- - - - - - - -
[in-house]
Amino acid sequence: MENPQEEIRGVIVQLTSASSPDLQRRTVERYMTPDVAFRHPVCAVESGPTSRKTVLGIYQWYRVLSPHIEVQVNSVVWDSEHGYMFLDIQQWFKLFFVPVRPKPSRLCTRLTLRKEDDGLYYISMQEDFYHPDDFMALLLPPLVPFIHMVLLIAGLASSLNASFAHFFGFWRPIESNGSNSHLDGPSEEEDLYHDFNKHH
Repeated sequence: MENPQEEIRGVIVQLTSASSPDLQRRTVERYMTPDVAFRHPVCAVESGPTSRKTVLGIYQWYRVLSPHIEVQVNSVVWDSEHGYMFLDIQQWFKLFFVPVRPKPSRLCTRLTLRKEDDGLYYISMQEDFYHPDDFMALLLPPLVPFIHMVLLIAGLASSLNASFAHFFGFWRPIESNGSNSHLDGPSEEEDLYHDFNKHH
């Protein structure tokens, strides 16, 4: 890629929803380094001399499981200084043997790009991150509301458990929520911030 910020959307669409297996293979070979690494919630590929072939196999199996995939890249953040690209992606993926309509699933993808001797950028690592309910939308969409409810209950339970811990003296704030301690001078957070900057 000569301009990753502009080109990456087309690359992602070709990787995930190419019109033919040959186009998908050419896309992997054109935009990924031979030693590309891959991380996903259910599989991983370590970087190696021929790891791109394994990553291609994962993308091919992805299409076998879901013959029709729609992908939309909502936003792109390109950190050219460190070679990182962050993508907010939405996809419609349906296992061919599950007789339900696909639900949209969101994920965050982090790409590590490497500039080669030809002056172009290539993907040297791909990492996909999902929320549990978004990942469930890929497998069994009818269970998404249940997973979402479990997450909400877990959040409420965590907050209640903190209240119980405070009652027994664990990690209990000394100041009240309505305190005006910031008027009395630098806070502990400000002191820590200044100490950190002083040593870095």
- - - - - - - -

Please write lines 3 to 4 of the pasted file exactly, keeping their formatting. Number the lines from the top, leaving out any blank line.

Repeated sequence: MENPQEEIRGVIVQLTSASSPDLQRRTVERYMTPDVAFRHPVCAVESGPTSRKTVLGIYQWYRVLSPHIEVQVNSVVWDSEHGYMFLDIQQWFKLFFVPVRPKPSRLCTRLTLRKEDDGLYYISMQEDFYHPDDFMALLLPPLVPFIHMVLLIAGLASSLNASFAHFFGFWRPIESNGSNSHLDGPSEEEDLYHDFNKHH
């Protein structure tokens, strides 16, 4: 890629929803380094001399499981200084043997790009991150509301458990929520911030 910020959307669409297996293979070979690494919630590929072939196999199996995939890249953040690209992606993926309509699933993808001797950028690592309910939308969409409810209950339970811990003296704030301690001078957070900057 000569301009990753502009080109990456087309690359992602070709990787995930190419019109033919040959186009998908050419896309992997054109935009990924031979030693590309891959991380996903259910599989991983370590970087190696021929790891791109394994990553291609994962993308091919992805299409076998879901013959029709729609992908939309909502936003792109390109950190050219460190070679990182962050993508907010939405996809419609349906296992061919599950007789339900696909639900949209969101994920965050982090790409590590490497500039080669030809002056172009290539993907040297791909990492996909999902929320549990978004990942469930890929497998069994009818269970998404249940997973979402479990997450909400877990959040409420965590907050209640903190209240119980405070009652027994664990990690209990000394100041009240309505305190005006910031008027009395630098806070502990400000002191820590200044100490950190002083040593870095």